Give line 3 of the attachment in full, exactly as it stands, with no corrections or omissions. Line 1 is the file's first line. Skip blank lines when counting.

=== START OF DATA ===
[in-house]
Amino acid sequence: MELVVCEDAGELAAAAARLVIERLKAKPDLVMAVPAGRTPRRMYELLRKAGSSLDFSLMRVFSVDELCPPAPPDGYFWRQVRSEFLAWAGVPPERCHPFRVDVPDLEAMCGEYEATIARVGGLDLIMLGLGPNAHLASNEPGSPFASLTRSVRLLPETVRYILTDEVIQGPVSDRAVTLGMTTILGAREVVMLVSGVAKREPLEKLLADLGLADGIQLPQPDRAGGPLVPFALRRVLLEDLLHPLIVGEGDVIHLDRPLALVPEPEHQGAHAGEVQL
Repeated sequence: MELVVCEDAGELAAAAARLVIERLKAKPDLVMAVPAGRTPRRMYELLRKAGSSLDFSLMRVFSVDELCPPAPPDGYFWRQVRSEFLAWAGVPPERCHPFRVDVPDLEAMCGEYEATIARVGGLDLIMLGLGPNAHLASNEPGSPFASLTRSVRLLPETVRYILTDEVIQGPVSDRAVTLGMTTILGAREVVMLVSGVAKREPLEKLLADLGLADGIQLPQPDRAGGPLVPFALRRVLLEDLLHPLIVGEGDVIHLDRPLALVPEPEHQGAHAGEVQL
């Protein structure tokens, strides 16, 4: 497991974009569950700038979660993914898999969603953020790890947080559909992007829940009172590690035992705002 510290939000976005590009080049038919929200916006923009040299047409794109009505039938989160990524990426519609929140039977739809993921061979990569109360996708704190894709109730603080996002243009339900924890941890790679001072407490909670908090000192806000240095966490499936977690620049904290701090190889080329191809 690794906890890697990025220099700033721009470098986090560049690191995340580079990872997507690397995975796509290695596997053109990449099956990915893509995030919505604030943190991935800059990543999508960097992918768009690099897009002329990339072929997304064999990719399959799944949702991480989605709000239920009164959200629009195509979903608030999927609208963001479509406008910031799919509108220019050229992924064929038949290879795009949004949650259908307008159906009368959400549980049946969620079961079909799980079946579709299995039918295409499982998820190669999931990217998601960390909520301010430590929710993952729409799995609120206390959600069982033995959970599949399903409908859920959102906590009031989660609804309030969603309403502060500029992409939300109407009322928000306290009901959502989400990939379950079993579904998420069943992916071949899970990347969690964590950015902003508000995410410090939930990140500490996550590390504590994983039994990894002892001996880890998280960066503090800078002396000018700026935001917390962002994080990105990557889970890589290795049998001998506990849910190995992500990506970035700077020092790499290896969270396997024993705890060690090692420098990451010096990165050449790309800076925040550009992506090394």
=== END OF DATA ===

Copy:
Repeated sequence: MELVVCEDAGELAAAAARLVIERLKAKPDLVMAVPAGRTPRRMYELLRKAGSSLDFSLMRVFSVDELCPPAPPDGYFWRQVRSEFLAWAGVPPERCHPFRVDVPDLEAMCGEYEATIARVGGLDLIMLGLGPNAHLASNEPGSPFASLTRSVRLLPETVRYILTDEVIQGPVSDRAVTLGMTTILGAREVVMLVSGVAKREPLEKLLADLGLADGIQLPQPDRAGGPLVPFALRRVLLEDLLHPLIVGEGDVIHLDRPLALVPEPEHQGAHAGEVQL